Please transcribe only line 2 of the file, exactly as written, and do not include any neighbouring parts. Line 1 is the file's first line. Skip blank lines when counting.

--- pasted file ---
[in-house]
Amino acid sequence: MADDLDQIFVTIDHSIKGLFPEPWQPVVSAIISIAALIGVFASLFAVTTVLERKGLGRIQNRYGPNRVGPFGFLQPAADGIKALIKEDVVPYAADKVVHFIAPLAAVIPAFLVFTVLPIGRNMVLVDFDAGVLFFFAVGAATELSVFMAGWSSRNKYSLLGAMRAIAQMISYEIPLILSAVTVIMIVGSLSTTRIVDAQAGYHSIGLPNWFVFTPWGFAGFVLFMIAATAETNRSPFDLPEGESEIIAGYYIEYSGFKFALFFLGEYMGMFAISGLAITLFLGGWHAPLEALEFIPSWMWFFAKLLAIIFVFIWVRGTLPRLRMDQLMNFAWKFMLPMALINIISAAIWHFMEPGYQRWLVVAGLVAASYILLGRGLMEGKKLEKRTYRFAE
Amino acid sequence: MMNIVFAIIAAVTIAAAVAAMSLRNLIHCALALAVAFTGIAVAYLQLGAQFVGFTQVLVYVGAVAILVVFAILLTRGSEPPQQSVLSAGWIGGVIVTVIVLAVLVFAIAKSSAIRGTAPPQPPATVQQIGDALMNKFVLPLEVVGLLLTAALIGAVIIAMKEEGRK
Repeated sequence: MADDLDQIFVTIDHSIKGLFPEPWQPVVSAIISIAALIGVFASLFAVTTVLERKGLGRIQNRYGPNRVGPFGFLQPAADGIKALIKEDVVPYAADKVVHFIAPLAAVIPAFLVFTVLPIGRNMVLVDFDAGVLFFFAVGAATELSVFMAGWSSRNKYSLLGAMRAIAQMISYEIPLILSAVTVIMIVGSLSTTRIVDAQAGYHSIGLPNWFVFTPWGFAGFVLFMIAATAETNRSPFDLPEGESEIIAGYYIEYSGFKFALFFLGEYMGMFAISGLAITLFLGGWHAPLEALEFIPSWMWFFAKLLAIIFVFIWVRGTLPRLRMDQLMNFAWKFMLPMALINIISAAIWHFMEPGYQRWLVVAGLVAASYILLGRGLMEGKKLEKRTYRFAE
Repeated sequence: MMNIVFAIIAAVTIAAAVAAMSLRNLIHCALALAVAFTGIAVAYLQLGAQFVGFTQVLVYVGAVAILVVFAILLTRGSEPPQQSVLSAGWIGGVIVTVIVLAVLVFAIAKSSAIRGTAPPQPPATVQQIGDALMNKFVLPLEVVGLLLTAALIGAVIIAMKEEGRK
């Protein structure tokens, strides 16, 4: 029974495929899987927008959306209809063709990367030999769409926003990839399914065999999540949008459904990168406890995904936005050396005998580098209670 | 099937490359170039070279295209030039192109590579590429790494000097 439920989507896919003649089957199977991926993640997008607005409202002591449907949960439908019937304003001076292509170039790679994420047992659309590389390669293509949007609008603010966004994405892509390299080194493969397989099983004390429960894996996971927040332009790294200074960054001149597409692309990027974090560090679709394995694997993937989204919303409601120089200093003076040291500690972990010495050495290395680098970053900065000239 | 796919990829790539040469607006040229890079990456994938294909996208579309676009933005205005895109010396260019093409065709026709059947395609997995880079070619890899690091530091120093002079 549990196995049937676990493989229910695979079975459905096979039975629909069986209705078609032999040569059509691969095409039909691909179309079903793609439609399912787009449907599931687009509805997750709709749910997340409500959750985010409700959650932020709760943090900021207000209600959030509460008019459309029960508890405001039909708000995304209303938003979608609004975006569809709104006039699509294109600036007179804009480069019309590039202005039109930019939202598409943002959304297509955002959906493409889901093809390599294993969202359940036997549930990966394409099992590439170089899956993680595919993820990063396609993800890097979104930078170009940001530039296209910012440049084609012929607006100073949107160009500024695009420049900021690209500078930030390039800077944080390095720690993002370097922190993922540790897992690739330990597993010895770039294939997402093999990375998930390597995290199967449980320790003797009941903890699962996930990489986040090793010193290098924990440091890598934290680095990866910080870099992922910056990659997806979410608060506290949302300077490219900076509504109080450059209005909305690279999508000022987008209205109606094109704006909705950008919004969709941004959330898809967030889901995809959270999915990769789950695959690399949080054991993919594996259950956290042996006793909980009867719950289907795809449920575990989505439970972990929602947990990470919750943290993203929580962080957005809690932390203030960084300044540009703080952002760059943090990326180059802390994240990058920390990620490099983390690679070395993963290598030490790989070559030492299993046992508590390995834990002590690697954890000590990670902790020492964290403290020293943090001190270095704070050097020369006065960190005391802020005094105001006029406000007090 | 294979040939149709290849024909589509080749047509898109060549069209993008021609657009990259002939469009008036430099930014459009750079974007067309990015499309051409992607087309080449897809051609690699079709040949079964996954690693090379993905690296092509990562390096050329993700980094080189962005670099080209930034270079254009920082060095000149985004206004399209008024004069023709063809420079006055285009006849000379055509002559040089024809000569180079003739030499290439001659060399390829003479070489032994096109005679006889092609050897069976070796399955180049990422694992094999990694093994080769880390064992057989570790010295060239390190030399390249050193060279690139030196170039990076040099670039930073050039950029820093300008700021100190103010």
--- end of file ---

Amino acid sequence: MADDLDQIFVTIDHSIKGLFPEPWQPVVSAIISIAALIGVFASLFAVTTVLERKGLGRIQNRYGPNRVGPFGFLQPAADGIKALIKEDVVPYAADKVVHFIAPLAAVIPAFLVFTVLPIGRNMVLVDFDAGVLFFFAVGAATELSVFMAGWSSRNKYSLLGAMRAIAQMISYEIPLILSAVTVIMIVGSLSTTRIVDAQAGYHSIGLPNWFVFTPWGFAGFVLFMIAATAETNRSPFDLPEGESEIIAGYYIEYSGFKFALFFLGEYMGMFAISGLAITLFLGGWHAPLEALEFIPSWMWFFAKLLAIIFVFIWVRGTLPRLRMDQLMNFAWKFMLPMALINIISAAIWHFMEPGYQRWLVVAGLVAASYILLGRGLMEGKKLEKRTYRFAE